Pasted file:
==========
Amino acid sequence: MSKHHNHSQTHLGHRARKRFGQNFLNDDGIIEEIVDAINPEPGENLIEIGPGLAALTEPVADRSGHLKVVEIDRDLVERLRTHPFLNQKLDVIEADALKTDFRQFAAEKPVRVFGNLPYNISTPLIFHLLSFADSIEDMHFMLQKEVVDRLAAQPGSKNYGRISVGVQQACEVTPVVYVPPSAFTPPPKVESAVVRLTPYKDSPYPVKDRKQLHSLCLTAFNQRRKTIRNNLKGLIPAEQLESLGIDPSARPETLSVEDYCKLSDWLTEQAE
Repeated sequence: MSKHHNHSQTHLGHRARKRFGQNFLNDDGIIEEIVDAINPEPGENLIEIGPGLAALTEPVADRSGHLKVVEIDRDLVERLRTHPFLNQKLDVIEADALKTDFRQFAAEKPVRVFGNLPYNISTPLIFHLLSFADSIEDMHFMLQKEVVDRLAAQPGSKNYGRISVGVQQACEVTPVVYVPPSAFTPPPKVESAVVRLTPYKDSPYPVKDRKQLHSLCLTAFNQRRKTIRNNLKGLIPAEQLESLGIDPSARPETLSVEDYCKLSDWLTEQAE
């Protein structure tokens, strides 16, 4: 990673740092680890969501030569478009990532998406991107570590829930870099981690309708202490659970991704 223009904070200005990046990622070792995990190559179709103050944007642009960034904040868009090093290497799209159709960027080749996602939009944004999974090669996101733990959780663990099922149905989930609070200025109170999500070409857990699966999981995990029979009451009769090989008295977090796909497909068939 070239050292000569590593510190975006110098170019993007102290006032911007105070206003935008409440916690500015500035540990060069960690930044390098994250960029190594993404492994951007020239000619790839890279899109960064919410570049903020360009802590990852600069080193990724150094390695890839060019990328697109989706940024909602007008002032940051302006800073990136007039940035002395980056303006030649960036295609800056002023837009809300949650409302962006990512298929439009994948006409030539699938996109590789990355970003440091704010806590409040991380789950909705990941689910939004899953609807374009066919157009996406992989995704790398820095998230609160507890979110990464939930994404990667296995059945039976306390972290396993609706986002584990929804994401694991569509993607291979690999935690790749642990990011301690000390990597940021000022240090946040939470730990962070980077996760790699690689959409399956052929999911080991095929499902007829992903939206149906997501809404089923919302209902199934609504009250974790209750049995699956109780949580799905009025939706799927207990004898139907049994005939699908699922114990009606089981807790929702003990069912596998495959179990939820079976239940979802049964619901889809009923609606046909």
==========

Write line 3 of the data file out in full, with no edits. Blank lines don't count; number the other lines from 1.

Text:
């Protein structure tokens, strides 16, 4: 990673740092680890969501030569478009990532998406991107570590829930870099981690309708202490659970991704 223009904070200005990046990622070792995990190559179709103050944007642009960034904040868009090093290497799209159709960027080749996602939009944004999974090669996101733990959780663990099922149905989930609070200025109170999500070409857990699966999981995990029979009451009769090989008295977090796909497909068939 070239050292000569590593510190975006110098170019993007102290006032911007105070206003935008409440916690500015500035540990060069960690930044390098994250960029190594993404492994951007020239000619790839890279899109960064919410570049903020360009802590990852600069080193990724150094390695890839060019990328697109989706940024909602007008002032940051302006800073990136007039940035002395980056303006030649960036295609800056002023837009809300949650409302962006990512298929439009994948006409030539699938996109590789990355970003440091704010806590409040991380789950909705990941689910939004899953609807374009066919157009996406992989995704790398820095998230609160507890979110990464939930994404990667296995059945039976306390972290396993609706986002584990929804994401694991569509993607291979690999935690790749642990990011301690000390990597940021000022240090946040939470730990962070980077996760790699690689959409399956052929999911080991095929499902007829992903939206149906997501809404089923919302209902199934609504009250974790209750049995699956109780949580799905009025939706799927207990004898139907049994005939699908699922114990009606089981807790929702003990069912596998495959179990939820079976239940979802049964619901889809009923609606046909």